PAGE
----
JTB has a newsletter you can sign up to for tour package information. They will have escorted group tours and are also able to help you plan for individual travel packages too. Check out their link for more details.

Follow WUF 2022 on Twitter for the latest updates.

May 15th

If you follow Japanese Twitter, you may have noticed a few hashtags (like this one #沖縄本土復帰記念日) and tweets leading up to May 15th which marked the 49th year of Okinawa returning to Japan (Okinawa reversion 祖国復帰 and 本土復帰 is also used). NHK Okinawa also hosted a 5-episode special series to commemorate the date. The hashtag noted includes the word anniversary but as Fija Byron tweets, is it really an anniversary if Japan is not the moterland of the Ryukyu people? (Be sure to follow his tweet that includes a link to a blog post he wrote on the subject.)

According to Fija Byron’s blog post, the Ryukyu Kingdom dates from 1187 to 1879 (in 1609 it was invaded by Satsuma and came under its control). It forcibly became a domain and prefecture of Japan from 1879. After the Second World War, Okinawa was occupied by the U.S. government for 27 years (1945 to 1972). May 15, 1972 marks the date that Okinawa was returned to Japan from the U.S. government. Shouldn’t the correct return be the restoration of the Ryukyu Kingdom?

@kanasaorganics on Twitter

One of my new Twitter follows, KANASA Co-Operative, is one that shares words and stories from Ryūkyū in English. They also have a website with longer form articles about Ryukyuan culture that’s a great resource to deepen your knowledge. One of my favorite articles is about the hidari-gomon that I see everyday when I pick up my sanshin (it’s on the tiiga). From their website:

Established in 2019, KANASA is a modern co-operative committed to the preservation and awareness raising of Ryukyuan stories, histories and cultures, through creative editorials, art and trade.

https://www.kanasa.co.uk/about/

Follow @kanasaorganics on Twitter. Kanasa website.

Hawaii United Okinawa Association Goes YouTube

The Hawaii United Okinawa Association (HUOA link) has gone to YouTube to reach out to its community and to the rest of the world. Many of us were saddened that their annual Okinawan Festival was canceled due to the COVID-19 pandemic something that performers, volunteers, and visitors look to every Labor Day weekend. This year they went virtual with the festival and have continued on this path with an amazing number of videos (the one above — one of their latest — features the awesome Chinagu Eisa Hawaii group). Most of the videos are prerecorded but they also have a weekly stream called HUOA Yuntaku Live! Be sure to subscribe to their channel!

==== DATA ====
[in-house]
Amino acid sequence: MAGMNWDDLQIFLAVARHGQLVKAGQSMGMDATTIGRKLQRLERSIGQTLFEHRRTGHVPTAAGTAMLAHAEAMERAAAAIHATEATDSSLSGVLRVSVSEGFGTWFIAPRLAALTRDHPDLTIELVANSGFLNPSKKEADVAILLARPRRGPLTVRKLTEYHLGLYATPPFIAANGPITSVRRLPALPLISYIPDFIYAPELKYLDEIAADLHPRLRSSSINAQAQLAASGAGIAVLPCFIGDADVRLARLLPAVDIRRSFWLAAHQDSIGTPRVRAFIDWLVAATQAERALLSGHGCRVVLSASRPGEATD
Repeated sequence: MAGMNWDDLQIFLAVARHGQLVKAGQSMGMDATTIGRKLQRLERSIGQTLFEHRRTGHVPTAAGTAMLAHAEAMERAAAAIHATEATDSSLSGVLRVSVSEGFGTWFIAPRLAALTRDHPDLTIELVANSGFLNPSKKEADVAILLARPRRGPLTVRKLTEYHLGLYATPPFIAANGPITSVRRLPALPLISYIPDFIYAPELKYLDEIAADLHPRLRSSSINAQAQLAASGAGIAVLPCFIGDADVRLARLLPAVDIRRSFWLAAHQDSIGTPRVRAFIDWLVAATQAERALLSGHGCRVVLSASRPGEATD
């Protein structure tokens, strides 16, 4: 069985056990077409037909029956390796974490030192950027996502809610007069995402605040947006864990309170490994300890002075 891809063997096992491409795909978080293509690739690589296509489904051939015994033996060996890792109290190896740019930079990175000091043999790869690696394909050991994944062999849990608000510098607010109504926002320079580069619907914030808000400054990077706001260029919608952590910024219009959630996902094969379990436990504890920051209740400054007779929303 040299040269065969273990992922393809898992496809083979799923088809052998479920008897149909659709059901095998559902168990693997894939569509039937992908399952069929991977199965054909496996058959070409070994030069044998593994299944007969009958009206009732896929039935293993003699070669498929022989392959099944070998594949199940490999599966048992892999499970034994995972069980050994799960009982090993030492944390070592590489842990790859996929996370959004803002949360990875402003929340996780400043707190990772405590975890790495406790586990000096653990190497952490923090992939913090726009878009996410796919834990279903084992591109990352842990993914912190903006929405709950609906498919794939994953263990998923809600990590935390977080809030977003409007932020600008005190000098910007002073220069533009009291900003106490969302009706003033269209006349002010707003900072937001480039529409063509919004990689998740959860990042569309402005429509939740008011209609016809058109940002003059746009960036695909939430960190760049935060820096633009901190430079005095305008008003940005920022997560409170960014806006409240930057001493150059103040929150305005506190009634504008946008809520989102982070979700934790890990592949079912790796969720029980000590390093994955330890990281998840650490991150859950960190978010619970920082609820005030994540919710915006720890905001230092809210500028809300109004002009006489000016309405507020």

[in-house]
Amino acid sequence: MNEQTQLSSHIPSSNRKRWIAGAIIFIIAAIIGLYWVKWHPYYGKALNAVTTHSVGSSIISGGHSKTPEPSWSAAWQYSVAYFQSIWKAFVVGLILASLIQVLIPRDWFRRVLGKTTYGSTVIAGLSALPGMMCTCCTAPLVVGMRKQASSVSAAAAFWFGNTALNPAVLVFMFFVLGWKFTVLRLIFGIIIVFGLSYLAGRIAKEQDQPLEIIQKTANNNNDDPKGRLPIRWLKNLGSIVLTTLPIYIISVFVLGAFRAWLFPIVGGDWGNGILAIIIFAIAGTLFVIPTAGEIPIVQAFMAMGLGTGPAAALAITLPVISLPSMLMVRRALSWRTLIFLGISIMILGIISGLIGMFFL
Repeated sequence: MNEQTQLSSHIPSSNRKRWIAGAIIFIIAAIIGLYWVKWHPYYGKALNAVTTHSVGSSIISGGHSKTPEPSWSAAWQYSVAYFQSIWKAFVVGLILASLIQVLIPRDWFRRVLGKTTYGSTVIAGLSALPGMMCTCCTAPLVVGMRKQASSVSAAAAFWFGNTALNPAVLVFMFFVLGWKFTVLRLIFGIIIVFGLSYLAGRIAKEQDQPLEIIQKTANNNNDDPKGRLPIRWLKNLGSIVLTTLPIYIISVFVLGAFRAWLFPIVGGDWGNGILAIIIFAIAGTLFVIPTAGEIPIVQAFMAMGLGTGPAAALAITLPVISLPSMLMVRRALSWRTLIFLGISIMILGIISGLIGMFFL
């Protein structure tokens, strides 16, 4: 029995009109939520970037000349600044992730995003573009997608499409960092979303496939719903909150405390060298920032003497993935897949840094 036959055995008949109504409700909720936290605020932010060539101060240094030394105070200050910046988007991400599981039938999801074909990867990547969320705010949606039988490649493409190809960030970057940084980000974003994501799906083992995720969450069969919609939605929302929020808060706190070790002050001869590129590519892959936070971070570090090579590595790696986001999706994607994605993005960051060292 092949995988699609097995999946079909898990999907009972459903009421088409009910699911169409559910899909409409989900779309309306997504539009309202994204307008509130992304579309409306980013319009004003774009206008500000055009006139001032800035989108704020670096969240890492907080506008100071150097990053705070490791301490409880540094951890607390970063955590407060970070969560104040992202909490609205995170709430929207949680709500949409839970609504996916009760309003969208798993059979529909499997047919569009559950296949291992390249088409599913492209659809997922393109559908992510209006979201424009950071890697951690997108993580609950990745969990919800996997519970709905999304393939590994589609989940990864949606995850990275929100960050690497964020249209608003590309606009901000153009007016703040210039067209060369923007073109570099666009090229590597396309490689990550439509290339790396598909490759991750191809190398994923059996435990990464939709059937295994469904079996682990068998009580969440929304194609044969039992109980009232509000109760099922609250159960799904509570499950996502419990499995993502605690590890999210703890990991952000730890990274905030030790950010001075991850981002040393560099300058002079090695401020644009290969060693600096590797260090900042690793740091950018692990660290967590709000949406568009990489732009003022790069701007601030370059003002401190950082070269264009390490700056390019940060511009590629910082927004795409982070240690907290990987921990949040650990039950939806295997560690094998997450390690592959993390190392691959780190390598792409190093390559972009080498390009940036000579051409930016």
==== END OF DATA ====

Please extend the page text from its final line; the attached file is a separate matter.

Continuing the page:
Event: 3rd Eisa Drum Festival at Kapi’olani Community College on May 11th

DSC 8998

3rd Eisa Drum Festival at Kapi’olani Community College on May 11th
A Celebration of Okinawan Culture with Drums, Lions, Music, and Karate

Kapi’olani Community College and the Office of Student Activities are pleased to present the third Eisa Drum Festival on Saturday, May 11 from 5:30 to 9 pm, on the Great Lawn (center of campus). The outdoor festival brings together ‘ono food prepared by Kapi’olani CC culinary program and the spectacular art form of taiko performed amid the beauty of Diamond Head under the stars. The program begins at 6 pm. The event is free and open to the public, with ample parking on campus.

Performers include Chinagu Eisa Hawai’i, Hawai’i Okinawa Creative Arts, Hawai’i Taiko Kai, Okinawa Shorin-Ryu Karate and Urizun Minyo Group. This year’s festival also features special guest performers from Okinawa, including Daiichi Hirata, acclaimed producer, choreographer, and musician, as well as members of Requios, the 2012 World Eisa Competition winner.

Eisa is a form of dance and drumming unique to the people of Okinawa. Originally performed as part of a religious function honoring those who have passed, modern Eisa is an exhilarating combination of singing, chanting, dancing and drumming. In Okinawa and Hawai’i, Eisa continues to be performed at Bon Dances. This year’s festival will feature contemporary styles of drumming, with Okinawan taiko, karate, lions, and contemporary folk music.

“The first two festivals have been described as ‘magical’ and we hope to continue that tradition in our third year,” said Shari Tamashiro, Kapi’olani CC Cybrarian, and one of the coordinators of the festival. “We’re also very pleased to have celebrity chef instructor Grant Sato and Kapi’olani CC’s famous culinary program managing the food booths.”

“The bringing together of Island People, Daiichi Hirata from Okinawa and Kawika Napoleon from Hawai’i, was so dynamic. . . it brought forth a sense of joy and pride from within,” said Dorene Niibu of Windard CC.

“When I think of Eisa Fest, I think of it as the first major event of the summer,” said Jonathan Wong, faculty member at Kapi’olani CC. “To me, it signals that summer is here and what better way to start the summer off with a bang than with drums, food, music and stars.”

Enjoy an evening under the stars. Bring lawn chairs to sit on, blankets, and jackets. Up to date information on program, schedule, parking, maps, and food items on sale will be posted at http://www.facebook.com/eisahawaii. Alcohol is strictly prohibited at the event.

To see videos of the 2nd Eisa Festival, go to: http://bit.ly/17quWKz. For photos, go to: http://smu.gs/Z4Mpbj.